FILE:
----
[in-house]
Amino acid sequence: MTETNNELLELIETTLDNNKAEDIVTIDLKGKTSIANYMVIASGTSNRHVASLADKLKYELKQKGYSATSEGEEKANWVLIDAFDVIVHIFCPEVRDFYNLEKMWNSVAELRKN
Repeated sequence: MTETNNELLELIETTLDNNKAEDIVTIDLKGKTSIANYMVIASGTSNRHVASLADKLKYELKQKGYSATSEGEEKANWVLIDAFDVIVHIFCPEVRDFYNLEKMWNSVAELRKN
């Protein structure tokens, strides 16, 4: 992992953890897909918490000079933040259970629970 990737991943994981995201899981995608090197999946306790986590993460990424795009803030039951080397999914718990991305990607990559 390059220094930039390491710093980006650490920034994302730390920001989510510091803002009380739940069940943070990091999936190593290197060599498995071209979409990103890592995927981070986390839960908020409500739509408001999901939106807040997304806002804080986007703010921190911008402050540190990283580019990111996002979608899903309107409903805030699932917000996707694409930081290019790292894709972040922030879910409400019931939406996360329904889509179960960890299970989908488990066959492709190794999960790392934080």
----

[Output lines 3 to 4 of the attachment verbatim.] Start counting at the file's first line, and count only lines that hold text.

Repeated sequence: MTETNNELLELIETTLDNNKAEDIVTIDLKGKTSIANYMVIASGTSNRHVASLADKLKYELKQKGYSATSEGEEKANWVLIDAFDVIVHIFCPEVRDFYNLEKMWNSVAELRKN
């Protein structure tokens, strides 16, 4: 992992953890897909918490000079933040259970629970 990737991943994981995201899981995608090197999946306790986590993460990424795009803030039951080397999914718990991305990607990559 390059220094930039390491710093980006650490920034994302730390920001989510510091803002009380739940069940943070990091999936190593290197060599498995071209979409990103890592995927981070986390839960908020409500739509408001999901939106807040997304806002804080986007703010921190911008402050540190990283580019990111996002979608899903309107409903805030699932917000996707694409930081290019790292894709972040922030879910409400019931939406996360329904889509179960960890299970989908488990066959492709190794999960790392934080």